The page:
Blizzard has come under fire on a number of occasions for its stances on diversity, whether it was preventing players from recruiting for an LGBT-friendly guild in 2006, showing a video with (bleeped out) homophobic slurs at BlizzCon in 2011, or brushing aside complaints about over-sexualized character designs last year. The final straw for one long-time fan came in May, when then-chief creative officer Rob Pardo said in an MIT Media Lab event that diversity wasn't one of the company's values.
Last week, that fan wrote an open letter to Blizzard co-founder Mike Morhaime explaining why she wouldn't be supporting the company until it changed its ways. Morhaime saw the letter and has since responded, acknowledging that the company can and will do more to make its games more inclusive.
"There is no reason why inclusivity should come at the expense of an amazing game experience."
"[W]e're grateful to have such a diverse and passionate player base, and we want everyone to feel welcome, safe, and included in our games and communities," Morhaime said. "We have made some mistakes in how we've communicated about this and how we've reflected it in other ways, but we are working to improve."
He later added, "We are very conscious of the issues you raise and are discussing them more than ever, at every level of the company, in an effort to make sure our games and stories are as epic and inclusive as possible. Blizzard's employees form a broad and diverse group that cares deeply about the experiences we are creating for our players. And we know that actions speak louder than words, so we are challenging ourselves to draw from more diverse voices within and outside of the company and create more diverse heroes and content. We are also actively looking at our story development and other processes to ensure that our values are fully represented. We've always believed that positive, lasting change comes from examination, discussion, and iteration, and this applies as much to story as to gameplay. There is no reason why inclusivity should come at the expense of an amazing game experience."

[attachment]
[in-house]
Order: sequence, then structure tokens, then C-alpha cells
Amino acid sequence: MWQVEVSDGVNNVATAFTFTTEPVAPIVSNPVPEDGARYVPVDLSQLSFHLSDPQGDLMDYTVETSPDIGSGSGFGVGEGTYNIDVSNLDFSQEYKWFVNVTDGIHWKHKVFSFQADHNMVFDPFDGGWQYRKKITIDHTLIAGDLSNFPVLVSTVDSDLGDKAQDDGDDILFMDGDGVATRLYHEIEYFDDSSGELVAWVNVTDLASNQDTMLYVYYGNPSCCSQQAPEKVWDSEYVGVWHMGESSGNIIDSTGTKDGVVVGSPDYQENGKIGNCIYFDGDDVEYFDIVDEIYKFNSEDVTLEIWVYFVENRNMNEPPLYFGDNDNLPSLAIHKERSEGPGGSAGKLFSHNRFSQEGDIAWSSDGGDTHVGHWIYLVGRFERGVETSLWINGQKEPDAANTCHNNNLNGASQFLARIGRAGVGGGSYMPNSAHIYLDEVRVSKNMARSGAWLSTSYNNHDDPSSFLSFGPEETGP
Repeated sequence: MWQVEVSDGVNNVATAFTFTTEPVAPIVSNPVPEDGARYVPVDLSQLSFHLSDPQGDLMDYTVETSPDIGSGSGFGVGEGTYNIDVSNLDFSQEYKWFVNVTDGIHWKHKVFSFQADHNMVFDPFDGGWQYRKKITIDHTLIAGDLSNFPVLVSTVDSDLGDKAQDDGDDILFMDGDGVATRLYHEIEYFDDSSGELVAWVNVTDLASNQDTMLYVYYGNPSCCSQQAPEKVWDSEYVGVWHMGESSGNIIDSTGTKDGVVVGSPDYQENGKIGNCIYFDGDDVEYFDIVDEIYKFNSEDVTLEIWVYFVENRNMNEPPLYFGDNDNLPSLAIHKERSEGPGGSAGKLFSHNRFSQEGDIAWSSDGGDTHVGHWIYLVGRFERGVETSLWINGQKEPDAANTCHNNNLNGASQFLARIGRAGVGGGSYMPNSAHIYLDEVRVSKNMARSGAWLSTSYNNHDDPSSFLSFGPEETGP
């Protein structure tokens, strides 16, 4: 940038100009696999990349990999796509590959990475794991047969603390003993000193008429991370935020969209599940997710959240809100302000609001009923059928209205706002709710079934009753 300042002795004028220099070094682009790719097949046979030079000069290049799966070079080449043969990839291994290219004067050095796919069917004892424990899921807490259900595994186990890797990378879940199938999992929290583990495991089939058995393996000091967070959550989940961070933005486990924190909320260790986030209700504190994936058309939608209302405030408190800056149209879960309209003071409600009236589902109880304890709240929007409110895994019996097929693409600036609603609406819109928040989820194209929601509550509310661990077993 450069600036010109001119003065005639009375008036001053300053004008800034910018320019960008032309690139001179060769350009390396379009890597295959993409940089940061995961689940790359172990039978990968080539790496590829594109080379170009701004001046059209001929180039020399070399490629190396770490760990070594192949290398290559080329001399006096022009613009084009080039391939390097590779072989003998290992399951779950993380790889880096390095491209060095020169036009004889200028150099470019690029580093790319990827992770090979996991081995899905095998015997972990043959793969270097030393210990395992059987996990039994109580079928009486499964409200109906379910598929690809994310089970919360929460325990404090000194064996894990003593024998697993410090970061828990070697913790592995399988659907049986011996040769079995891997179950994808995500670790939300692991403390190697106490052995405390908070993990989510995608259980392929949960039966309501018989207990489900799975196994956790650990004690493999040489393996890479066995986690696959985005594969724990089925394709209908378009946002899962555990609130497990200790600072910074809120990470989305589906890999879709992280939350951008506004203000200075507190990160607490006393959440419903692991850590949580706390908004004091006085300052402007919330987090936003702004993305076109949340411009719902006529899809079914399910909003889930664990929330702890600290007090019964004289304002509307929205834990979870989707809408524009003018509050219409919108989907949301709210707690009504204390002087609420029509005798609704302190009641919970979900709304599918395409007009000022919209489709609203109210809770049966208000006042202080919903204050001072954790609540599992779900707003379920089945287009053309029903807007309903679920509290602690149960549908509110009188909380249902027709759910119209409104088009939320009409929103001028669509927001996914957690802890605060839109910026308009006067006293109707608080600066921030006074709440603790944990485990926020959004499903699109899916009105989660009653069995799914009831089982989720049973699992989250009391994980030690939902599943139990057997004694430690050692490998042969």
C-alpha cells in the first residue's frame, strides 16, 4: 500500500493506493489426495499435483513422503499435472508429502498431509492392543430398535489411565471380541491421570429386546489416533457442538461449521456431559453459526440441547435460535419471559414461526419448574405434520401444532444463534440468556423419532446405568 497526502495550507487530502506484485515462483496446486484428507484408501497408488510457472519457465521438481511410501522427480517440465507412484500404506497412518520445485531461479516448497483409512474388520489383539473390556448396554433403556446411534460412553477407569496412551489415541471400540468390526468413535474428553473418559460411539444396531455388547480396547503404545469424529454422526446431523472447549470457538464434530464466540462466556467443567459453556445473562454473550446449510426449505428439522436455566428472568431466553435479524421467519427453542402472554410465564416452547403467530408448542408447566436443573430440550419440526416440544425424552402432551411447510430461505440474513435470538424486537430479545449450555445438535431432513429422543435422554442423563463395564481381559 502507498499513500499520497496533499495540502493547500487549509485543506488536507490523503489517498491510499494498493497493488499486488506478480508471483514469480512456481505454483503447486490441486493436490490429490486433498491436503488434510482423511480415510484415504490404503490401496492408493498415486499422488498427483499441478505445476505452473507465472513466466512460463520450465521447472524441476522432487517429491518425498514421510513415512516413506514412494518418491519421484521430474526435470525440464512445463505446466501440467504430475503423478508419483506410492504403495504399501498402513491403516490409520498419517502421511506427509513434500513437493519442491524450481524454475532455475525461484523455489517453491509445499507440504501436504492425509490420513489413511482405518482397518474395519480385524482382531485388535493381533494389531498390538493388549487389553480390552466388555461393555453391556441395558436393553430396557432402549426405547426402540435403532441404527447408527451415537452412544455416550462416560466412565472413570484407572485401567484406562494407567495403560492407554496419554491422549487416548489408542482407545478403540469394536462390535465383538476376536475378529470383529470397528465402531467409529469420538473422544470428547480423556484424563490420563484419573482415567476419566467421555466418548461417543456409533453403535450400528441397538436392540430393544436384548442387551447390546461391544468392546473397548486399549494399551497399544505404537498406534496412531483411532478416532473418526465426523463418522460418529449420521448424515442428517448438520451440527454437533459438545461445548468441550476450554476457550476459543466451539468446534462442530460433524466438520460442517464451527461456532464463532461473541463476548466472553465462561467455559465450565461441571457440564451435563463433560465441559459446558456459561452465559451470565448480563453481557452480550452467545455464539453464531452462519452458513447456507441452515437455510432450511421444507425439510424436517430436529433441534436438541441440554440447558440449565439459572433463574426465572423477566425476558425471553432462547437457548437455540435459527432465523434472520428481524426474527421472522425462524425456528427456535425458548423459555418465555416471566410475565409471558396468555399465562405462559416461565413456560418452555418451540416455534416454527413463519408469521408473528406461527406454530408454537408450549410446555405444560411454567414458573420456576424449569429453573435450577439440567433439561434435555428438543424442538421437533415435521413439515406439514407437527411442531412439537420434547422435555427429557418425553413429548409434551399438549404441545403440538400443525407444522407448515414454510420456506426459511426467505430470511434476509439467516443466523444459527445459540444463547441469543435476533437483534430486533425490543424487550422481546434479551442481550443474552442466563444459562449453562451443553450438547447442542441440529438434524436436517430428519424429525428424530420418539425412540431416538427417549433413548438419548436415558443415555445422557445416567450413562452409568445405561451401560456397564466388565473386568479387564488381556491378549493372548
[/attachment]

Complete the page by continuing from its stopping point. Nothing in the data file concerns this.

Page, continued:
Morhaime admitted it would be an ongoing process with mistakes made along the way, but insisted the company would be open to feedback on how it can do better.